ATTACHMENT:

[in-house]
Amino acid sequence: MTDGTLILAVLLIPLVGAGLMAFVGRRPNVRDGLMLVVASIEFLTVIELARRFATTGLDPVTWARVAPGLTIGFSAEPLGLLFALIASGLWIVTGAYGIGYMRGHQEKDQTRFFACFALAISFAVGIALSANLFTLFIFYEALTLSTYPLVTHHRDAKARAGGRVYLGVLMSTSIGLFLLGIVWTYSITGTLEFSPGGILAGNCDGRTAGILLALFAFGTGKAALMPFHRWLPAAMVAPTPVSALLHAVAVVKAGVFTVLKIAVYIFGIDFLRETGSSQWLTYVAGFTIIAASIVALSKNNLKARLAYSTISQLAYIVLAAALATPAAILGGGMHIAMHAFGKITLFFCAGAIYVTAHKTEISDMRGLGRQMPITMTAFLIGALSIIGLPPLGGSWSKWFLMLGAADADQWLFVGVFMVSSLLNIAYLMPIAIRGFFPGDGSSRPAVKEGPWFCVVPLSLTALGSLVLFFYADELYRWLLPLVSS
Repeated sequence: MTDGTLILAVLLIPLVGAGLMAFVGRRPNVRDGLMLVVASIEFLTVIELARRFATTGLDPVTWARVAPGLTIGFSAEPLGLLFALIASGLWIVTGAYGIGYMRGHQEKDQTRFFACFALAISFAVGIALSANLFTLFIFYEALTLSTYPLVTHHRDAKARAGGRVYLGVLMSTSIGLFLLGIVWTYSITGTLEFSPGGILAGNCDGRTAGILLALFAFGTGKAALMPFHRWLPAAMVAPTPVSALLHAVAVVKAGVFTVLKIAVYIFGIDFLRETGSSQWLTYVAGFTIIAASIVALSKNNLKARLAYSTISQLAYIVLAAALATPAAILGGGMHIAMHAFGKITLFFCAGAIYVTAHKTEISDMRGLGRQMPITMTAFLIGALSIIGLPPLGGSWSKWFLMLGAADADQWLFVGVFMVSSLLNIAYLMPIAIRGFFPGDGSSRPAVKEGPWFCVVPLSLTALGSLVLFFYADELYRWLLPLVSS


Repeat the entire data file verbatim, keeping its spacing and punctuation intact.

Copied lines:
[in-house]
Amino acid sequence: MTDGTLILAVLLIPLVGAGLMAFVGRRPNVRDGLMLVVASIEFLTVIELARRFATTGLDPVTWARVAPGLTIGFSAEPLGLLFALIASGLWIVTGAYGIGYMRGHQEKDQTRFFACFALAISFAVGIALSANLFTLFIFYEALTLSTYPLVTHHRDAKARAGGRVYLGVLMSTSIGLFLLGIVWTYSITGTLEFSPGGILAGNCDGRTAGILLALFAFGTGKAALMPFHRWLPAAMVAPTPVSALLHAVAVVKAGVFTVLKIAVYIFGIDFLRETGSSQWLTYVAGFTIIAASIVALSKNNLKARLAYSTISQLAYIVLAAALATPAAILGGGMHIAMHAFGKITLFFCAGAIYVTAHKTEISDMRGLGRQMPITMTAFLIGALSIIGLPPLGGSWSKWFLMLGAADADQWLFVGVFMVSSLLNIAYLMPIAIRGFFPGDGSSRPAVKEGPWFCVVPLSLTALGSLVLFFYADELYRWLLPLVSS
Repeated sequence: MTDGTLILAVLLIPLVGAGLMAFVGRRPNVRDGLMLVVASIEFLTVIELARRFATTGLDPVTWARVAPGLTIGFSAEPLGLLFALIASGLWIVTGAYGIGYMRGHQEKDQTRFFACFALAISFAVGIALSANLFTLFIFYEALTLSTYPLVTHHRDAKARAGGRVYLGVLMSTSIGLFLLGIVWTYSITGTLEFSPGGILAGNCDGRTAGILLALFAFGTGKAALMPFHRWLPAAMVAPTPVSALLHAVAVVKAGVFTVLKIAVYIFGIDFLRETGSSQWLTYVAGFTIIAASIVALSKNNLKARLAYSTISQLAYIVLAAALATPAAILGGGMHIAMHAFGKITLFFCAGAIYVTAHKTEISDMRGLGRQMPITMTAFLIGALSIIGLPPLGGSWSKWFLMLGAADADQWLFVGVFMVSSLLNIAYLMPIAIRGFFPGDGSSRPAVKEGPWFCVVPLSLTALGSLVLFFYADELYRWLLPLVSS